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Books Books 91 - 100 of 117 on For I can raise no money by vile means : By heaven, I had rather coin my heart, And....
" For I can raise no money by vile means : By heaven, I had rather coin my heart, And drop my blood for drachmas, than to wring From the hard hands of peasants their vile trash, By any indirection. "
The Works of William Shakespeare: In Nine Volumes - Page 54
by William Shakespeare - 1811
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Shakespeare: the Roman Plays

Derek Traversi - Literary Criticism - 1963 - 288 pages
...original dispute. Brutus accuses Cassius of having denied him 'certain sums of gold', and goes on to say : I can raise no money by vile means : By heaven, I...my blood for drachmas, than to wring From the hard hearts of peasants their vile trash By any indirection. [IV. iii. 71.] The dismissal as so much 'vile...
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Playreadings

Louise Frankenstein - 1983 - 132 pages
...have done that you should be sorry for. There is no terror, Cassius, in your threats; For I am armed so strong in honesty, That they pass by me as the...did send to you For certain sums of gold, which you denied me; For I can raise no money by vile means; By heaven, I had rather coin my heart, And drop...
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Shakespeare's World of Death: The Early Tragedies

Richard Courtney - Drama - 1995 - 268 pages
...has asked Cassius for money. Brutus' army needs immediate funds. It is Cassius who must supply him, For I can raise no money by vile means; By heaven,...to wring From the hard hands of peasants their vile trash By any indirection. (71-75) Although he condemns extortion, he wants some of the profits: Brutus'...
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Shakespeare and the Mannerist Tradition: A Reading of Five Problem Plays

Jean-Pierre Maquerlot - Drama - 1995 - 197 pages
...Brutus professes honesty most vehemently that he is the least convincing: There is no terror, Cassius, in your threats; For I am arm'd so strong in honesty...pass by me as the idle wind, Which I respect not. 1v, iii, 66-9 Such Caesar-like grandiloquence sounds strained and suggests that Brutus, like Caesar,...
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The Sense of the People: Politics, Culture and Imperialism in England, 1715-1785

Kathleen Wilson - History - 1995 - 460 pages
...George III, advances. Below the print is a passage from Shakespeare's Julius Caesur; "There is no terror in your threats; / For I am arm'd so strong in honesty,...pass by me, as the idle wind, / Which I respect not." Wilkes is identified with virtue and greatness, Britannia and the new nationalist icon, Shakespeare,...
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The Complete Works of William Shakespeare

William Shakespeare - Drama - 1996 - 1263 pages
...have done that you should be sorry for. There is no terror, Cassius, in your threats; For I am arnrd z*m+mcfdf{p$j9` w denied me; — For I can raise no money by vile means: By heaven, I had rather coin my heart, And drop...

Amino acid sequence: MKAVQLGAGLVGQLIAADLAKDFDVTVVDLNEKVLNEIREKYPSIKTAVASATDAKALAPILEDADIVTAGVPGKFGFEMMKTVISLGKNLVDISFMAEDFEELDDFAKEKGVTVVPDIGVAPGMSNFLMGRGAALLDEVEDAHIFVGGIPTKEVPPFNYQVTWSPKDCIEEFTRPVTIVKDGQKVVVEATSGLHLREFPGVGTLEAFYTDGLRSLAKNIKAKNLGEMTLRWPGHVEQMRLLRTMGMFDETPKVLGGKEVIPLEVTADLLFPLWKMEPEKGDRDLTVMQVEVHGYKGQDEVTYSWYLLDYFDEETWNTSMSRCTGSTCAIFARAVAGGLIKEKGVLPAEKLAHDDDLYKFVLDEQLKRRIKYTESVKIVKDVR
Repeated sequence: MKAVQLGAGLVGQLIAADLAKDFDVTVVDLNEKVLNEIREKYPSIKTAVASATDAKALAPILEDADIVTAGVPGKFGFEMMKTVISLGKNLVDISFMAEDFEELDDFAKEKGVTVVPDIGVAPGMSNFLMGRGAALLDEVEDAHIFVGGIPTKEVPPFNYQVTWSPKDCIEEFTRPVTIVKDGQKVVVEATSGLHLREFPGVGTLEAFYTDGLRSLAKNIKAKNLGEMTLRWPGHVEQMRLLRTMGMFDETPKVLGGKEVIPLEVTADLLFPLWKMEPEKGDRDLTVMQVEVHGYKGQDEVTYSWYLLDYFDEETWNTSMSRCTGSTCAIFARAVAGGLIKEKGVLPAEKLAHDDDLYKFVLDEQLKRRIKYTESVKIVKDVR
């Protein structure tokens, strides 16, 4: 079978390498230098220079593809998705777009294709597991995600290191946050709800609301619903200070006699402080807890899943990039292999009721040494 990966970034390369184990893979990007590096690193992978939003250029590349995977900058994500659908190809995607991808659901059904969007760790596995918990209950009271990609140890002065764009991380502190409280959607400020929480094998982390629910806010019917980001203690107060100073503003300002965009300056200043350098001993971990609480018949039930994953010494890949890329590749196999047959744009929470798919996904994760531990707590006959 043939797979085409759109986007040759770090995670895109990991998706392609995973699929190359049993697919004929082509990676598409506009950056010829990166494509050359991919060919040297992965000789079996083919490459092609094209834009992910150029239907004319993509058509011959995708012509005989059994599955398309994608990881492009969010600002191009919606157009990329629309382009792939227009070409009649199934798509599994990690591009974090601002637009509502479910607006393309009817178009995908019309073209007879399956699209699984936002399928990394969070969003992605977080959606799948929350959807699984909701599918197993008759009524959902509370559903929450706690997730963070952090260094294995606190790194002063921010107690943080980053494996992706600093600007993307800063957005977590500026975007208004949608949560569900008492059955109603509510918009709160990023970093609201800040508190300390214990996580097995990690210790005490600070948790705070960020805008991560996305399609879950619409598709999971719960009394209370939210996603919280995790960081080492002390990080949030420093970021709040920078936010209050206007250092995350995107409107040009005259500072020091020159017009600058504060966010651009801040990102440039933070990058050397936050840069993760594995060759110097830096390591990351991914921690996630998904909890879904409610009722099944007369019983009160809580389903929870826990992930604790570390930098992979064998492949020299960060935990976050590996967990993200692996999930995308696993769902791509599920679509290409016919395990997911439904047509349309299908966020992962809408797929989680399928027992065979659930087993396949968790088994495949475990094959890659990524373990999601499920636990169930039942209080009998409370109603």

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Brightest Heaven of Invention: A Christian Guide to Six Shakespeare Plays

Peter J. Leithart - Drama - 1996 - 286 pages
...tempted to kill him (4.3.12-14). Brutus dismisses the threats as well: There is no terror, Cassius, in your threats; For I am arm'd so strong in honesty...they pass by me as the idle wind Which I respect not. (4.3.66-69) These are words that remind us of nothing so much as Caesar's over-confidence in the opening...
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Shakespeare the Playwright: A Companion to the Complete Tragedies, Histories ...

Victor L. Cahn - Drama - 1996 - 865 pages
...cause. When finally he threatens to take action, Brutus responds haughtily: There is no terror, Cassius, in your threats; For I am arm'd so strong in honesty...pass by me as the idle wind, Which I respect not. (IV, iii, 66-69) A friend should bear his friend's infirmities; But Brutus makes mine greater than...
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Giulio Cesare

William Shakespeare - Drama - 2000 - 244 pages
...have done that you should be sorry for. There is no terror, Cassius, in your threats; For I am armed so strong in honesty That they pass by me as the idle...did send to you For certain sums of gold, which you denied me, 70 Per gli dei, ingoierai il veleno Della tua bile anche se dovessi Scoppiarne, perché...
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Orson Welles on Shakespeare: The W.P.A. and Mercury Theatre Playscripts

Orson Welles, Richard France - Literary Criticism - 1990 - 297 pages
...as the idle wind, Which I respect not. I did send to you For certain sums of gold, which you denied me; For I can raise no money by vile means. By heaven,...to wring From the hard hands of peasants their vile trash By any indirection. I did send To you for gold to pay my legions, Which you denied me. Was that...
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